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U.S. captain of 'Miracle on Ice' hockey team selling his jersey

Vice President Joe Biden stands with 1980 Miracle on Ice legend Mike Eruzione at the women's U.S. vs. China hockey game at the Vancouver 201
Vice President Joe Biden stands with 1980 Miracle on Ice legend Mike Eruzione at the women's U.S. vs. China hockey game at the Vancouver 201

By Daniel Lovering

CAMBRIDGE, Massachusetts (Reuters) - The captain of the U.S. Olympic hockey team, known for its "Miracle on Ice" victory over the Soviet Union in 1980, plans to auction off the jersey he wore in the game along with other items from the Games.

Mike Eruzione also plans to sell the stick he used to score the game-winning goal and the gloves he wore throughout the tournament at an auction in New York on February 23, said Chris Ivy, director of sports at Heritage Auctions in Dallas.

The team's 4-3 victory over the formidable Soviet team at the Olympic Games in Lake Placid, New York, was a David-and-Goliath story, Ivy said on Friday.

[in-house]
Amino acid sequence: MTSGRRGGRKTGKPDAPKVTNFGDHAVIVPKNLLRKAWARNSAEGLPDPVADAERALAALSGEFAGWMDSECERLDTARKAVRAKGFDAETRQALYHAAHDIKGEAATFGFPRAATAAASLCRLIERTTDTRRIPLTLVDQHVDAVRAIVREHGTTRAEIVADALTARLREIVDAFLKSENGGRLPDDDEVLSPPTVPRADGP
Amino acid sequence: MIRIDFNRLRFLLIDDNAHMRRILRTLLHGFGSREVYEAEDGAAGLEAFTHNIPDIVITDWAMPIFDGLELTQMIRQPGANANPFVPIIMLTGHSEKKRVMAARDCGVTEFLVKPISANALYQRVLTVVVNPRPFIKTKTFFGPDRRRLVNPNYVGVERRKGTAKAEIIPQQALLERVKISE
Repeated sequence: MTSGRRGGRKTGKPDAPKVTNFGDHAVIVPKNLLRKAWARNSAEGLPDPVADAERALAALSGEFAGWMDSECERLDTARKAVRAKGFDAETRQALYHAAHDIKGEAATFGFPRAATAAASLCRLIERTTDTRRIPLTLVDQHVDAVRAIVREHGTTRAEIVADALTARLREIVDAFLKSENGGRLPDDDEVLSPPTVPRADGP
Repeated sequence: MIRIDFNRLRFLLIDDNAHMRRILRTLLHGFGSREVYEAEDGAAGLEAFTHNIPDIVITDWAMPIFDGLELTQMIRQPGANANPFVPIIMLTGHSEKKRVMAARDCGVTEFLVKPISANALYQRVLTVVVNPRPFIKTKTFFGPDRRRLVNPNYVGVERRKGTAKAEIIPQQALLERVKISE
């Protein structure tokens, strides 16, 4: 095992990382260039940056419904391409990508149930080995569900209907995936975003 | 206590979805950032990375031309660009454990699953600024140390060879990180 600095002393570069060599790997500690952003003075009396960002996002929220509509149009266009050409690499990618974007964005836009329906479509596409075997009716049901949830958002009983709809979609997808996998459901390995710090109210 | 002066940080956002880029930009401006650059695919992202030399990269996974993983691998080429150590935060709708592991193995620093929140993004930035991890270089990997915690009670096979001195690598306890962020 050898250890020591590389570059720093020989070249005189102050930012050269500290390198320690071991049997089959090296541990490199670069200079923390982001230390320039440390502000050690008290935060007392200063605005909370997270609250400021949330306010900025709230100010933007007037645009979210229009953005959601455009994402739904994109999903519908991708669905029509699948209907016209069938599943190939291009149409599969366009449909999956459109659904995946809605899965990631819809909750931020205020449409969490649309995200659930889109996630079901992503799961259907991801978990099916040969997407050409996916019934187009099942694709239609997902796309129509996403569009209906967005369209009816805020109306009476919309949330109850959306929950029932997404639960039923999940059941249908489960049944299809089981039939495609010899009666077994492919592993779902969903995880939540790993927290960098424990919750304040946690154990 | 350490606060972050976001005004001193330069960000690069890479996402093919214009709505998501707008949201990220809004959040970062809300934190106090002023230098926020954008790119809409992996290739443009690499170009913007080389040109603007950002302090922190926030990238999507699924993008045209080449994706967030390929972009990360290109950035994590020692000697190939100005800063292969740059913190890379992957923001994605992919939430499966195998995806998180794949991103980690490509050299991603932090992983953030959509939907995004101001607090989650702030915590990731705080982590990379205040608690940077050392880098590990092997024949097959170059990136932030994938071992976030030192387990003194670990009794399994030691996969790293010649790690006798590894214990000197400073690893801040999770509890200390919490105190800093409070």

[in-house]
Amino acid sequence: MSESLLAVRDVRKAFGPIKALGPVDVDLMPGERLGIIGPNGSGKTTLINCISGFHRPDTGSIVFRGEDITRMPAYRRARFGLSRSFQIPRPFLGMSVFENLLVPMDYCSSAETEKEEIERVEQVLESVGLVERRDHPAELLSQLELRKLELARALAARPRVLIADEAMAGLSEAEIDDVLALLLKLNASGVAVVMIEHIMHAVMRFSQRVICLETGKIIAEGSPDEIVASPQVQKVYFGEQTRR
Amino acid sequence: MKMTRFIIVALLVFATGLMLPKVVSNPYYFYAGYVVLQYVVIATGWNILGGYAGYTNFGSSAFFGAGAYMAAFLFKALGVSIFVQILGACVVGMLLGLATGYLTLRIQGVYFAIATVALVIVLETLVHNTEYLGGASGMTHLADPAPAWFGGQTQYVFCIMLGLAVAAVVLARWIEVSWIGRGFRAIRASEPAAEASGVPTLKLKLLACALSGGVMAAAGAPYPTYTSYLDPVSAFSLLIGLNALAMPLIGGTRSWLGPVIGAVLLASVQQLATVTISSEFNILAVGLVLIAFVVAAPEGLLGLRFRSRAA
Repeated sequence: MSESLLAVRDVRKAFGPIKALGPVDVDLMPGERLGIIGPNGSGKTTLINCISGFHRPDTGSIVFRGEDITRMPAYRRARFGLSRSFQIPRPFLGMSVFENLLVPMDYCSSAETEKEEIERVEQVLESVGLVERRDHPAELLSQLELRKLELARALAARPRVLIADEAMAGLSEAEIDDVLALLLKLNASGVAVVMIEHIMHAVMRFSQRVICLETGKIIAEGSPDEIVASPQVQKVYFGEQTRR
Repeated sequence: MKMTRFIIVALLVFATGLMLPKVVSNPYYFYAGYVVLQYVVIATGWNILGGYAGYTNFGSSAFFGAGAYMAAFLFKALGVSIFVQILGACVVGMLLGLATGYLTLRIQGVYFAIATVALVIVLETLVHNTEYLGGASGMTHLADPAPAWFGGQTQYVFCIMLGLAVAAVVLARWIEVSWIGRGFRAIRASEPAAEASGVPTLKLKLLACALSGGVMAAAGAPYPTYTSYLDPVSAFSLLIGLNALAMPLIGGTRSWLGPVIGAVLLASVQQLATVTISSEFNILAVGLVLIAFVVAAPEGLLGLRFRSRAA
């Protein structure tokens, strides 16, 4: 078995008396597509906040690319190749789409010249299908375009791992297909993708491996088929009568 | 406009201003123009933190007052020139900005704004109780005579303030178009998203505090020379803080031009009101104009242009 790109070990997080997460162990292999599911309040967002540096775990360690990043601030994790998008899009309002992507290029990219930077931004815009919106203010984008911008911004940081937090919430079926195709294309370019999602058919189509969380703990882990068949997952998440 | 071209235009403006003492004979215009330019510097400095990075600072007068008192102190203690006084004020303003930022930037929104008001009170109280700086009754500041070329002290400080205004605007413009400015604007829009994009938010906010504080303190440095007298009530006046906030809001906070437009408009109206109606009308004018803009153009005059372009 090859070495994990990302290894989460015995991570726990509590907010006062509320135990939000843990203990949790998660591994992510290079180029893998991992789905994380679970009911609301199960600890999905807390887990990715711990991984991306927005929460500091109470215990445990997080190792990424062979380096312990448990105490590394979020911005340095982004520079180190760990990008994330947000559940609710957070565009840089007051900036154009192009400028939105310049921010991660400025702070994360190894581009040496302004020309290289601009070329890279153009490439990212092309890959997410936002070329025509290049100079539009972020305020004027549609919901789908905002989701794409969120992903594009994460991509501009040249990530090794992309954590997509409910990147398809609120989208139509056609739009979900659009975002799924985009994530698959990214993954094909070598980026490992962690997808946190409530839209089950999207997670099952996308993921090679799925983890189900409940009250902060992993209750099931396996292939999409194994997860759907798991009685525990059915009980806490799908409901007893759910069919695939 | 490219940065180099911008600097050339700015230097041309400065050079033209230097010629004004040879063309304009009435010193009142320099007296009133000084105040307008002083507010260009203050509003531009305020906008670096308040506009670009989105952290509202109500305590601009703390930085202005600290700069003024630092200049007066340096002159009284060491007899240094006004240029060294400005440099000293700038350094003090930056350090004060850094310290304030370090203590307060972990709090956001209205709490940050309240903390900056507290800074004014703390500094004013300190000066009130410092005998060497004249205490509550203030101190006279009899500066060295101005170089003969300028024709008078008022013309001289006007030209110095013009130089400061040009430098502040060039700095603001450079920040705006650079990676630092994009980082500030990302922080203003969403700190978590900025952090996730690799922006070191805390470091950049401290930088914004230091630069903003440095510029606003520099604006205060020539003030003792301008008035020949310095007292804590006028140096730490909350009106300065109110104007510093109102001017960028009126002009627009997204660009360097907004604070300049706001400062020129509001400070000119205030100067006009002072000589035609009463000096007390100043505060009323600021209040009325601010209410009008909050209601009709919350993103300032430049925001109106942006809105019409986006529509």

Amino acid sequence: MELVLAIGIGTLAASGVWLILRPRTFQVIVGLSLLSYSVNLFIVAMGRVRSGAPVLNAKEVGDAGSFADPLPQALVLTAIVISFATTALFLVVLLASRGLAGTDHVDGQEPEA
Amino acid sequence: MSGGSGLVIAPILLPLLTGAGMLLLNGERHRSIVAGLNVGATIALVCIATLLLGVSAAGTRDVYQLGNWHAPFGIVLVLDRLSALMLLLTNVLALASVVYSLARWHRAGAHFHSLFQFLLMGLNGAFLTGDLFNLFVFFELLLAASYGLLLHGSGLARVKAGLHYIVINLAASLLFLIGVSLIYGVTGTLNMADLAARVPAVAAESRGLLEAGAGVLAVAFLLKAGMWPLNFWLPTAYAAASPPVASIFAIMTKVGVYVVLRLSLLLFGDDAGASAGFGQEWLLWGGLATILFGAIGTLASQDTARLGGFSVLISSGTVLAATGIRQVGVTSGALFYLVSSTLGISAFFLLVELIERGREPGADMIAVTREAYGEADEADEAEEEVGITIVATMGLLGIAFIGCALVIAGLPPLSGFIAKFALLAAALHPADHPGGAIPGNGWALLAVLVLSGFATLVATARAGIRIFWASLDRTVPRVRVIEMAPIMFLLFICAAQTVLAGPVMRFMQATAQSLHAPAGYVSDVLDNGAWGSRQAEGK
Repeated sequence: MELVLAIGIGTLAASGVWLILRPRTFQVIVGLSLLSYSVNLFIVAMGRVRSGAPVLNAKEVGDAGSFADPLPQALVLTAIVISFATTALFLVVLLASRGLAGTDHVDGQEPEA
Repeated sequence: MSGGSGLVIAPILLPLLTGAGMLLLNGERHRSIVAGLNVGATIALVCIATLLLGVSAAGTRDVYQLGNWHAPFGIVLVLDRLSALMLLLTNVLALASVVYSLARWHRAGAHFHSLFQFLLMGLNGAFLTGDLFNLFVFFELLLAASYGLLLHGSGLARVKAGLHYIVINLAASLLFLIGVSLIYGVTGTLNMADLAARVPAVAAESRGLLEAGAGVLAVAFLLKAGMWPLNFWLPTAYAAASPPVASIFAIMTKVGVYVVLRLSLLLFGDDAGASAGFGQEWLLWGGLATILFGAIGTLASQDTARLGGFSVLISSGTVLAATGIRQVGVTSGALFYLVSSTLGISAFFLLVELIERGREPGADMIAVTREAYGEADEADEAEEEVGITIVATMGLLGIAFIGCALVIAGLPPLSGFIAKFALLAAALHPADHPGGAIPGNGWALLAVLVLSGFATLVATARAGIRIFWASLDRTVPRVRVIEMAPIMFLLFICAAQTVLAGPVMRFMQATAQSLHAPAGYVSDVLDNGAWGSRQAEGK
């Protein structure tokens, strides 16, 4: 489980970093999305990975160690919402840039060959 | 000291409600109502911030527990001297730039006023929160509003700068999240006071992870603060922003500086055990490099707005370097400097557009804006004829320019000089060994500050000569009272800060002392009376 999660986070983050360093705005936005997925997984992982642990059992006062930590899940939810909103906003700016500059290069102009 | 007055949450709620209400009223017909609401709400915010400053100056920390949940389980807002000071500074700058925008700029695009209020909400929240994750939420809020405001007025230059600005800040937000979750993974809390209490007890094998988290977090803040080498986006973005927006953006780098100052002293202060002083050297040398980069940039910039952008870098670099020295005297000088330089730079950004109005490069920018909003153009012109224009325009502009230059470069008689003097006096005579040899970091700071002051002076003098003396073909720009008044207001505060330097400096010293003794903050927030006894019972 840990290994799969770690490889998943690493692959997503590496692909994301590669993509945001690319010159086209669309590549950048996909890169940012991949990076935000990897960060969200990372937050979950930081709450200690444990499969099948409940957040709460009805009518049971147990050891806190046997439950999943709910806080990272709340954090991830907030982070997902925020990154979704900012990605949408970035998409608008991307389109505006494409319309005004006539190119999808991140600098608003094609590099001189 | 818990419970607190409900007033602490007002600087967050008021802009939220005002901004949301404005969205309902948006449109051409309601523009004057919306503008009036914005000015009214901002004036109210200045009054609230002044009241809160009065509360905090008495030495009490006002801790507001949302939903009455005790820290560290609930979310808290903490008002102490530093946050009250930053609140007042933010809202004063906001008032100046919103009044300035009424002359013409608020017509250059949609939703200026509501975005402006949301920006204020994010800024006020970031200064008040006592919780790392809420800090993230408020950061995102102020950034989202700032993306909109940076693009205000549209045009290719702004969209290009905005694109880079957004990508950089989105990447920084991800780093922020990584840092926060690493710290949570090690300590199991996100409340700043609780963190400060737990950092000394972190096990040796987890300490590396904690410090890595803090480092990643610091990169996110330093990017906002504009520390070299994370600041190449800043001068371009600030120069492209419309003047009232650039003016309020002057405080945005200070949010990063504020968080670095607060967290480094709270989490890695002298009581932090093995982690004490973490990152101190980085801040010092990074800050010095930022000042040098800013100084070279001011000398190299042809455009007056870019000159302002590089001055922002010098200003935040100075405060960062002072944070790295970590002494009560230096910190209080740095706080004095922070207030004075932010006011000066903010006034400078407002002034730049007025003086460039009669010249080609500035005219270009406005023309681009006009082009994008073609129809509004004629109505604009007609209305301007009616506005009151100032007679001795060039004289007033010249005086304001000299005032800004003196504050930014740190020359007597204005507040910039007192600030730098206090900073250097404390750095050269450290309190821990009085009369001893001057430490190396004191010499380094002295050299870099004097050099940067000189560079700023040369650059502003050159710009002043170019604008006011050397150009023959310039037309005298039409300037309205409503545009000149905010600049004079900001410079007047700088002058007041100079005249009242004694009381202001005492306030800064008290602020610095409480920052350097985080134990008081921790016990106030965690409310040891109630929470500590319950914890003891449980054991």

"This (hockey) stick is the sling that David used to launch the rock that caused the victory," he said.

Eruzione decided to sell the items to raise money for his foundation, which supports charitable causes in his hometown of Winthrop, Massachusetts, and for his children and grandchildren, the auction house said in a statement.

The jersey emblazoned with Eruzione's name and the number 21 was expected to fetch about $1 million, the auction house said, and was among 22 items offered for sale.

Eruzione also put up for sale the jersey he wore two days later in a gold medal-winning game against Finland and the warm-up suit he wore during the medal ceremony, when he called his team to the podium.

Eruzione kept the clothing and equipment in a hockey bag in the attic of his home, according to Heritage Auctions.

He said he was selling them "because I want to take care of my family, my charity and to turn them over to history."

"They hold no nostalgia for me," Eruzione was quoted as saying in the statement. "I went to Lake Place Placid for one thing: to get a gold medal. I achieved that and it will never leave my possession."

He added: "If my jersey can end up in a museum, or with a collector, a team or a corporation that will care for it and display it the right way, then I will be happy."

(Editing by Daniel Trotta and Kenneth Barry)

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